The European Cities Most Overloaded with Tourists


Dreaming of a summer escape to your favourite European city? You may want to think twice about these locations. These are the most overloaded cities in Europe you may want to avoid during the summer. But fear not, we have also the best times to visit these destinations, so you don’t have to miss out!


Holidu, the booking portal for holiday rentals, decided to find out the cities with the most tourists per inhabitant. Using statistical data, this study was conducted using the number of yearly tourists in 2019 compared to the city’s population. Read on to discover these overcrowded spots to avoid in summer.

1. Dubrovnik, Croatia – 36 tourists per 1 inhabitant

It’s official – Dubrovnik is the most overloaded city in Europe! Known for its stunning orange rooftops and its feature in the acclaimed Game of Thrones, Dubrovnik has a staggering 36 tourists for every one of its inhabitants! Having a relatively small population, Dubrovnik sees an influx of tourists during the summer months, especially in July and August. We recommend visiting in early May or mid-September to mid-October to beat the crowds. Although there are still some events in September that draw international visitors, such as the International Late Summer Music Festival, most of the main summer crowds will have subsided.

02 Dubrovnik, Croatia credit Hans Jurgen Weinhardt via unsplash

Dubrovnik, Croatia credit Hans Jurgen Weinhardt via Unsplash

2. Venice, Italy – 21 tourists per 1 inhabitant

The next city on our list is Venice. With its small streets and narrow bridges, it makes sense why this city feels overcrowded! Venice has a complicated history with over-tourism. This annual influx of tourists has a huge strain on the infrastructure. One of the main issues is day-trippers, tourists that usually come from cruise ships that stop for a few hours at a time and do not offer true economic benefit for the city. The city even banned cruise ships from sailing through the city centre of Venice in August 2021 and starting January 16, 2023, Venice will require daily tourists to make reservations and pay a fee to enter the city. We recommend visiting from September to November and staying for at least 2 to 3 nights. Try your best to shop and eat local to promote sustainable tourism in Venice!

Venice credit Levi van Leeuwen via unsplash

Venice, Italy credit Levi Van Leeuwen via Unsplash

3. Bruges, Belgium – 21 tourists per 1 inhabitant

Taking the third place spot is the medieval architectural wonder of Bruges. Bruges is a small town with a big reputation, coming in with 21 tourists per inhabitant, and drawing in the crowds starting in late May through most of the summer. Tourists flock to enjoy the stunning architecture and picturesque canals. It also holds the status of being a UNESCO World Heritage site, so it is a must-visit city. However, with 21 tourists per inhabitant, we do recommend going in the shoulder season to beat the crowds as it is still a bit warm, but you won’t need to wait in long lines (early May or September).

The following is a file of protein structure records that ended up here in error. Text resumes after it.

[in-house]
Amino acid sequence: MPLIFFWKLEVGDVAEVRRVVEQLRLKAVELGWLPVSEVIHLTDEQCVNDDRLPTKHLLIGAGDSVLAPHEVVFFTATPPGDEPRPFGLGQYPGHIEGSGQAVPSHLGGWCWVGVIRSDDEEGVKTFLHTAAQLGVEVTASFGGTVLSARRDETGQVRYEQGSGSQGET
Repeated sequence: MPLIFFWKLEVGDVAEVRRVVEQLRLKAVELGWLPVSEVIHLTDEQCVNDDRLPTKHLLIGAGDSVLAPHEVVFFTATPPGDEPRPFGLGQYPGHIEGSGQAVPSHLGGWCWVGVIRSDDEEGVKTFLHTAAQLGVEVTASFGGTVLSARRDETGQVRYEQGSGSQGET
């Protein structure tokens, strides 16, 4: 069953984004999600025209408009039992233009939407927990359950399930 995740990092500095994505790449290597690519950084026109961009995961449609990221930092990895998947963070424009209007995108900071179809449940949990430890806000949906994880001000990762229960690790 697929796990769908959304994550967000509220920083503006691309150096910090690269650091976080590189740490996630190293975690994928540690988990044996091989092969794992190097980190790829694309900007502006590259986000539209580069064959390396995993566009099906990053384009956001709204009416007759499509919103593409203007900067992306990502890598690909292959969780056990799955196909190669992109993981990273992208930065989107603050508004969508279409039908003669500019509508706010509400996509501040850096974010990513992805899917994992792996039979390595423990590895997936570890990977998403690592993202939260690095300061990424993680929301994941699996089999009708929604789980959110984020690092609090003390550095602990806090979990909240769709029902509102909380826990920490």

Bruges, Belgium den-harrson-APhwx25o_8Y-unsplash

Bruges, Belgium credit den-harrson via Unsplash

4. Rhodes, Greece – 21 tourists per 1 inhabitant

Up next on our list is Rhodes, Greece, the largest of the Dodecanese islands! Rhodes is known for its ancient ruins and stunning beach resorts, so it is easy to see why they have 21 tourists per inhabitant. Lined with medieval streets and palaces, you can get history and stunning beaches all in the same location. We highly recommend visiting between the months of April – May to avoid the peak holiday season, crowds, and higher prices.

Rhodes, Greece credit Benjamin Recinos unsplash

Rhodes, Greece credit Benjamin Recinos via Unsplash

5. Reykjavik, Iceland – 16 tourists per 1 inhabitant

Next on the list, with 16 tourists per inhabitant, Reykjavik crowds into 5th place on the list. Known for its picturesque nature and rugged landscapes, Iceland boasts stunning waterfalls, blue lagoons, extraordinary glaciers and active volcanoes. Reykjavik is known for hosting lively nightlife and a big music festival scene. The peak season for Iceland (surprise, surprise) is during the summer months between June and August. This is when the weather is the mildest and it has the most daylight. May and September are the ideal shoulder months we recommend for those looking for a quieter holiday, as they are known to have fewer crowds.

Reykjavik, Iceland credit Annie Spratt via unsplash

Reykjavik, Iceland credit Annie Spratt via Unsplash

Who rounds off the top 10 best?

6. Florence, Italy – 13 tourists per 1 inhabitant
7. Heraklion, Greece – 13 tourists per 1 inhabitant
8. Amsterdam, The Netherlands – 12 tourists per 1 inhabitant
9. Dublin, Ireland – 11 tourists per 1 inhabitant
10. Tallinn, Estonia – 10 tourists per 1 inhabitant

This ranking was made by using the number of tourists in 2019 (the last pre-pandemic year) for each city on The Savvy Backpacker and Air Mundo’s most visited cities lists. With this data, we then extracted the populations and ranked each city from highest to lowest based on the number of tourists per inhabitant, prioritising those with more tourists. All cities from both Russia and Ukraine were removed from this ranking.

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